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Planning stage: the LF basics


Intervention Objectively Sources of Assumptions/risk

logic

verifiable
Indicators

verification

Overall Objective

Project
purpose Expected results Activities
MEANS COSTS Pre-conditions:

IF results are delivered, AND assumptions hold true, THEN the PP will be achieved
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The LF Logic
Vertical Logic
Identifies what the project intends to do and achieve Clarifies the causal relationships and risks Specifies important assumptions and risks

Horizontal Logic
Specifies indicators to measure progress Identifies the sources/means to verify indicators
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Intervention Logic: levels of Objectives


Overall objectives Project Purpose
The long-term social and economic, sectoral or national program objectives to which the project contributes. The projects central objective: sustainable benefits to be delivered to target beneficiaries. It defines the projects success. The services to be provided by the project for which project managers can be held accountable What is going to be done to deliver the projects results
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Results Activities

Assumptions
External factors that are important for the success of the project. So they : determine the more global environment and sustainability issues; Summarise factors the project cannot control Are factors the project does not address but need to be closely monitored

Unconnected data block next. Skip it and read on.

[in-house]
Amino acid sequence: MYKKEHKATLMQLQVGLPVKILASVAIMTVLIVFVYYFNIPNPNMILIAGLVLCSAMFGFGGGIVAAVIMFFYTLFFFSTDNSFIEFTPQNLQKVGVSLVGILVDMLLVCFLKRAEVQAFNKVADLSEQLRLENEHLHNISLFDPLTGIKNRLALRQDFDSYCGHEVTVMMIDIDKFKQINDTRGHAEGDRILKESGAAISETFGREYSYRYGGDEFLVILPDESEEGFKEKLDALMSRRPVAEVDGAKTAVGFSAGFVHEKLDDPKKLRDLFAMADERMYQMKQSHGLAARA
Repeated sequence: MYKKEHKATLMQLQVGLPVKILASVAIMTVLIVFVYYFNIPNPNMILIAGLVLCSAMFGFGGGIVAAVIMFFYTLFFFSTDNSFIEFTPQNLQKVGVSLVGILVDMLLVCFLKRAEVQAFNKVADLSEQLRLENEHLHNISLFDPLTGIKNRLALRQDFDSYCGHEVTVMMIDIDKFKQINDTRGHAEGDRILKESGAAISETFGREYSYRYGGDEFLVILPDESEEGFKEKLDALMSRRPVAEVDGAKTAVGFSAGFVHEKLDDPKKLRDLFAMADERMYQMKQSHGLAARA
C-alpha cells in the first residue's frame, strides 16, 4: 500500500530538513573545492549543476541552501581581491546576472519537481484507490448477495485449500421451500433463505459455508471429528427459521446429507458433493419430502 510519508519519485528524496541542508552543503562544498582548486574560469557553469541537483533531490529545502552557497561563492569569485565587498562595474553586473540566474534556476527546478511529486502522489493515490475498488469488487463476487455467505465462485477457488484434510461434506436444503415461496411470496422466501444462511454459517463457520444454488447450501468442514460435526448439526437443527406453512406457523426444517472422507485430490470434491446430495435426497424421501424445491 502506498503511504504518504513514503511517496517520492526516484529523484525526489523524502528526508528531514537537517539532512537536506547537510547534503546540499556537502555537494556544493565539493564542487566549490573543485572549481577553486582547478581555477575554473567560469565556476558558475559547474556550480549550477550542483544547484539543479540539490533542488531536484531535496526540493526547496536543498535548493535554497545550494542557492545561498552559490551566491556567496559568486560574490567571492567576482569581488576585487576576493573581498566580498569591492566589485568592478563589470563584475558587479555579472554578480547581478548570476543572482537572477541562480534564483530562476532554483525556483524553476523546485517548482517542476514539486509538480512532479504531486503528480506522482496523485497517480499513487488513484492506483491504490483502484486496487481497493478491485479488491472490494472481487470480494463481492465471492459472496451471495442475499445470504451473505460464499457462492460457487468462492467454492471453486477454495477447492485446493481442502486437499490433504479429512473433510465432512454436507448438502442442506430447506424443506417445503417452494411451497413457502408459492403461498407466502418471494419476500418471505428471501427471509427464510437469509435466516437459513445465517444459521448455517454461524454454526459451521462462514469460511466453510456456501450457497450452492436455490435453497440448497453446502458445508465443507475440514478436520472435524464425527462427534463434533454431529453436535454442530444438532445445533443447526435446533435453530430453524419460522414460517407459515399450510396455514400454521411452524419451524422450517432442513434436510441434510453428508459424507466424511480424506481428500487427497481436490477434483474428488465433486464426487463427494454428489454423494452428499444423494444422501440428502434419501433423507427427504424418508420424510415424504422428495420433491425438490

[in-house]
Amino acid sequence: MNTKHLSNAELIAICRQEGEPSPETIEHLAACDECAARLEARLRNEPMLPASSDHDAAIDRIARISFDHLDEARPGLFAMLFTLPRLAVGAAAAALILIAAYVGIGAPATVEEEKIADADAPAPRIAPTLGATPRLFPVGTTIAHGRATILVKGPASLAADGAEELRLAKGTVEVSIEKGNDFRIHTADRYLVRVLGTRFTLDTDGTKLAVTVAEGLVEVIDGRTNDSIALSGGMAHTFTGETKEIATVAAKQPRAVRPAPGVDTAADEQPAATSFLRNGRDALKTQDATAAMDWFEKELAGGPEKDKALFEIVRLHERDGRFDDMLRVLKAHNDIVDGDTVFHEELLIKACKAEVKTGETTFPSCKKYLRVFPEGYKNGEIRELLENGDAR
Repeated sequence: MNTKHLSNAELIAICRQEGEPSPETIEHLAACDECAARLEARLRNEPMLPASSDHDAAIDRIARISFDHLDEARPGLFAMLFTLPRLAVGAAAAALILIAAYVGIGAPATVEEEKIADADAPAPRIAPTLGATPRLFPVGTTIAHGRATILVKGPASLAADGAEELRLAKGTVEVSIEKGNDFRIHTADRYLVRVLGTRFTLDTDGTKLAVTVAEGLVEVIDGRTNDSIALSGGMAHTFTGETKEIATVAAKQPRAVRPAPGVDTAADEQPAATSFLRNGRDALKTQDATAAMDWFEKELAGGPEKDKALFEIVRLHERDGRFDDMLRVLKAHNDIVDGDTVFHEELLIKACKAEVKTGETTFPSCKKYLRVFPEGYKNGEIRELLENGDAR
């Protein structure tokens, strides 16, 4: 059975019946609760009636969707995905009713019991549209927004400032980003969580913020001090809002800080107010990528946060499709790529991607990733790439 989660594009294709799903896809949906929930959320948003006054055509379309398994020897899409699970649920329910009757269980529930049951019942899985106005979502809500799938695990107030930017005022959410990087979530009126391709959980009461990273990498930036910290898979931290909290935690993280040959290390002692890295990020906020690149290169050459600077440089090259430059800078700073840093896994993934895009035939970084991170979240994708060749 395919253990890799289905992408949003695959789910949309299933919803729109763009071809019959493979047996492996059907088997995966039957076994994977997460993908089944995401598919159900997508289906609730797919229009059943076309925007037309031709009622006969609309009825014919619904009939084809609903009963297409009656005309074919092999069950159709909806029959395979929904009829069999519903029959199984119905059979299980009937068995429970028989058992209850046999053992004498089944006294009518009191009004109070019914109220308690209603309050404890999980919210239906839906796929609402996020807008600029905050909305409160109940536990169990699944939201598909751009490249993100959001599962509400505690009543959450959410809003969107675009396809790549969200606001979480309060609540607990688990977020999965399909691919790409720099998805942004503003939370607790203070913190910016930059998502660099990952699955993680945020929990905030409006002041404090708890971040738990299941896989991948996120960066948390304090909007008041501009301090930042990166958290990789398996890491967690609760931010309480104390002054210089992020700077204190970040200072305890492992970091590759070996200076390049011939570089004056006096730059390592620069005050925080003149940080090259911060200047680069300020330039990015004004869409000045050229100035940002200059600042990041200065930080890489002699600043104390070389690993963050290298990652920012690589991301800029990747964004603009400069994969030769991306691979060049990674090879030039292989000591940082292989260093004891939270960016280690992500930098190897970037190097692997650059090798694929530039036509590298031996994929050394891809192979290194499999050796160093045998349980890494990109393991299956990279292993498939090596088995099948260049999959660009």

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INDICATORS (1)
What are indicators? Objectively Verifiable Indicators (OVI) are specific verifiable measures of change or results as a consequence of project activities. They provide the basis for performance measurement. They are useful to convey to others what the project tries to achieve.
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INDICATORS (2)
How to define OVIs? 1. Specify for each result, PP (and the OO), the most suitable indicator. 2. Define, on the basis of the indicator, targets (precise aims of the results and the PP) in terms of: Quantity (how much?) Quality (what?) Target group (who?) Time/period (starting when and for how long) Place (where?)
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INDICATORS (3)
An Example Objective: agricultural productivity increased Select the indicator: rice yield per ha Define the targets:
Quantity: rice yield per ha increased from x% to y% Quality: with z% of the harvest having export quality Target group: for 60% of the farmers Place: in North-Western Province Time: by 2010
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INDICATORS (4)
An OVI should be:
S pecific M easurable A vailable (at an acceptable cost) R elevant (with regard to the objective concerned) T ime-bound (available when useful to managers)
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Sources of verification
They describe where and in what form to find the info on achievement of objectives Questions to be clarified:
Do appropriate external sources exist? Are they specific enough? Are they reliable and accessible? Are the costs for obtaining info reasonable? Should other sources be created?